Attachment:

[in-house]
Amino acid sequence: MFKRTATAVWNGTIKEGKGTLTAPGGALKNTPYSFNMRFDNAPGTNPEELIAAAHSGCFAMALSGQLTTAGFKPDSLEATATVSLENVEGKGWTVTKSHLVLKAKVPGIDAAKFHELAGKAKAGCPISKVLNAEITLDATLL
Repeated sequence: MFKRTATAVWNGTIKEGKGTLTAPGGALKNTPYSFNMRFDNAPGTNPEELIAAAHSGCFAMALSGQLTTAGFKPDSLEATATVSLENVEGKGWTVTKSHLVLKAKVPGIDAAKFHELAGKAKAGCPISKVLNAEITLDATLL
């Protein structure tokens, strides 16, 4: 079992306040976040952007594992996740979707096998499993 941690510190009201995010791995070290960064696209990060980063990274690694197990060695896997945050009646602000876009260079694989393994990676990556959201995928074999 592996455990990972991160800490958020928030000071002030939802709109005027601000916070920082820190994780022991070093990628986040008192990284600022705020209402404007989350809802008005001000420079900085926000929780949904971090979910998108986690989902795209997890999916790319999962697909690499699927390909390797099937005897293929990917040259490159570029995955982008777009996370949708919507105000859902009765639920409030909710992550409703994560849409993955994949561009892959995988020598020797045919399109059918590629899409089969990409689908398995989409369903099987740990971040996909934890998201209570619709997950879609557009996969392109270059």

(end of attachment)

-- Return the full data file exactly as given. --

[in-house]
Amino acid sequence: MFKRTATAVWNGTIKEGKGTLTAPGGALKNTPYSFNMRFDNAPGTNPEELIAAAHSGCFAMALSGQLTTAGFKPDSLEATATVSLENVEGKGWTVTKSHLVLKAKVPGIDAAKFHELAGKAKAGCPISKVLNAEITLDATLL
Repeated sequence: MFKRTATAVWNGTIKEGKGTLTAPGGALKNTPYSFNMRFDNAPGTNPEELIAAAHSGCFAMALSGQLTTAGFKPDSLEATATVSLENVEGKGWTVTKSHLVLKAKVPGIDAAKFHELAGKAKAGCPISKVLNAEITLDATLL
């Protein structure tokens, strides 16, 4: 079992306040976040952007594992996740979707096998499993 941690510190009201995010791995070290960064696209990060980063990274690694197990060695896997945050009646602000876009260079694989393994990676990556959201995928074999 592996455990990972991160800490958020928030000071002030939802709109005027601000916070920082820190994780022991070093990628986040008192990284600022705020209402404007989350809802008005001000420079900085926000929780949904971090979910998108986690989902795209997890999916790319999962697909690499699927390909390797099937005897293929990917040259490159570029995955982008777009996370949708919507105000859902009765639920409030909710992550409703994560849409993955994949561009892959995988020598020797045919399109059918590629899409089969990409689908398995989409369903099987740990971040996909934890998201209570619709997950879609557009996969392109270059």